Undocumented Aliens: Medicaid-Funded Births in California and Texas

Published by the Government Accountability Office on 1997-05-30.

Below is a raw (and likely hideous) rendition of the original report. (PDF)

      United States
GAO   General Accounting Offke
      Washington, D.C. 20548

      Health, Education and Human Services Division

      May 30, 1997

      The Honorable Elton Gallegly
      House of Representatives

      Dear Mr. Gallegly:

      Subject: Undocumented Aliens: Medicaid-Funded Births in California and

      Media reports have heightened concerns that aliens are entering the United
      States illegally in order to receive public benefits. Although undocumented
      aliens’ are not eligible for many publicly funded benefits, they do have partid
      or full eligibility for some. For example, under the Medicaid program, they are
      eligible for emergency services, including those associated with childbirth, if
      they meet program requirements2 In addition, although not eligible
      themselves, undocumented aliens can receive some welfare benefits on behaIf
      of their U.S. citizen children, including food stamps and cash assistance
      through the Aid to Families With Dependent Children (AFDC)3 and
      Supplemental Security Income programs. Though it is the child and not the
      parent in such cases who qualifies for the program, benefits help support the
      child’s family.

      ‘The term “undocumented alien” is sometimes used interchangeably with the
      term “illegal alien,” which refers to aliens who have entered the country
      without inspection, overstayed the length of their admission, or otherwise
      violated the conditions of admission. This correspondence uses the term
      “undocumented alien” to refer to those illegal aliens who possess no valid
      documentation of their legal entry into the United States or permission to

      2See 42 U.S.C. 1396b(v).

      3States are in the process of replacing their AFDC programs. The Personal
      Responsibility and Work Opportunity Reconciliation Act of 1996 (P-L. 104-193)
      ended the AFDC program and instead provides states with Temporary
      Assistance for Needy Families (TANF) block grants,

                                 GAOLHEHS-97-124R     Births   to Undocumented   Aliens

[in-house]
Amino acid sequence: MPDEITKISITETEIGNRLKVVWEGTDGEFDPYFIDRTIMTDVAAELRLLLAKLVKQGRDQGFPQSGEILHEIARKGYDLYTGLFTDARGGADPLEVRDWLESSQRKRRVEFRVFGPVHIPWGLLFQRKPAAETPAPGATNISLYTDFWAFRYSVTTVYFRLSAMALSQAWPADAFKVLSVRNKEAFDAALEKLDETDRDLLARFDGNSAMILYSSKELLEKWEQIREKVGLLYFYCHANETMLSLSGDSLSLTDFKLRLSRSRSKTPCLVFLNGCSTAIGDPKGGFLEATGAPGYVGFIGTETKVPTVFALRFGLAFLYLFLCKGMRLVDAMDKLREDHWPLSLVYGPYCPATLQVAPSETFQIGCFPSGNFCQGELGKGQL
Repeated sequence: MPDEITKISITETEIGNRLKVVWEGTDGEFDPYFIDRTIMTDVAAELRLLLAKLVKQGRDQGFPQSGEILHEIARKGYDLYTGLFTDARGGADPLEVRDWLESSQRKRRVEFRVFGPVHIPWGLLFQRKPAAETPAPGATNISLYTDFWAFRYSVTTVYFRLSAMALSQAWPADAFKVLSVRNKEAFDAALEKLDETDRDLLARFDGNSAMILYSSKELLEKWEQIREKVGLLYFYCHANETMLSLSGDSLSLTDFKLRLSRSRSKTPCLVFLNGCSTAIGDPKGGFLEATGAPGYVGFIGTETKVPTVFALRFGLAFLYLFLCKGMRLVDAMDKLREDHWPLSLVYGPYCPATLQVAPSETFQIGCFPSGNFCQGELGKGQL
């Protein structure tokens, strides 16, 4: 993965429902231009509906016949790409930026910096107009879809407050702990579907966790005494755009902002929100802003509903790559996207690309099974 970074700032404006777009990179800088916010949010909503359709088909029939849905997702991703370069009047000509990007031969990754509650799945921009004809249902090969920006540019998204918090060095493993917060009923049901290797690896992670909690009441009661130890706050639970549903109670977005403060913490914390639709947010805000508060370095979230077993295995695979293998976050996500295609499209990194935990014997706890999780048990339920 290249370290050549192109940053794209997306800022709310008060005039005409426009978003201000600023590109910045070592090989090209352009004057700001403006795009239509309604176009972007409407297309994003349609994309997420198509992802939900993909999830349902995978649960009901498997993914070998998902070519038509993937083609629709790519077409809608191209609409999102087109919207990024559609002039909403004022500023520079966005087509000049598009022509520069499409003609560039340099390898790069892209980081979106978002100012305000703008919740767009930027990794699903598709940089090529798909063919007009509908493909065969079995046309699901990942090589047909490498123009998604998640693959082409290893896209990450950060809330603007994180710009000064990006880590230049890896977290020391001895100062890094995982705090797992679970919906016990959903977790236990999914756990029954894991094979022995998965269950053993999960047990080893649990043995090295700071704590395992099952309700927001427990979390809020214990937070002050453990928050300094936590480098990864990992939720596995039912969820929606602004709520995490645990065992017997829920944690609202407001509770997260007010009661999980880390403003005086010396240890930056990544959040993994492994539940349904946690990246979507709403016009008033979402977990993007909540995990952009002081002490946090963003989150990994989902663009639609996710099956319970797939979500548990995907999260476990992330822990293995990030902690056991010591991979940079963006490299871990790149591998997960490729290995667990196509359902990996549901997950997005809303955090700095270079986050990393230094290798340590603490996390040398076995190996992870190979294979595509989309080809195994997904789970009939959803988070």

The Congress recently stated that national immigration policy continues to be
that the availability of public benefits should not constitute an incentive for
immigration to the United States.’ Because of your concern about non-US.
residents crossing the border for the purpose of receiving public benefits,
including pregnant women seeking U.S. citizenship and welfare eligibility for
their children, you asked us to provide information on the number of
undocumented alien women who enter the United States to give birth. No
source of data exists that provides the actual number of such childbearing
aliens. Data are available, however, estimating the number of births to
undocumented alien mothers that are funded by Medicaid. Therefore, as
agreed with your office, to respond to this request we are providing data from
state health departments on Medicaid-funded births to undocumented alien
mothers in California and Texas5 It is important to note that the information
we obtained does not indicate whether the women giving birth were already
 residing in the United States or had recently crossed the border, nor does it
 identify their reasons for entering the United States. We also spoke with state
 health and welfare officials in Texas and state health and county welfare
 officials in California. Except for not independently verifying the information
 provided to us by state health departments, we conducted our review in
 accordance with generally accepted government auditing standards from
 January through March 1997.

In summary, in 1995, Medicaid-funded births to undocumented alien mothers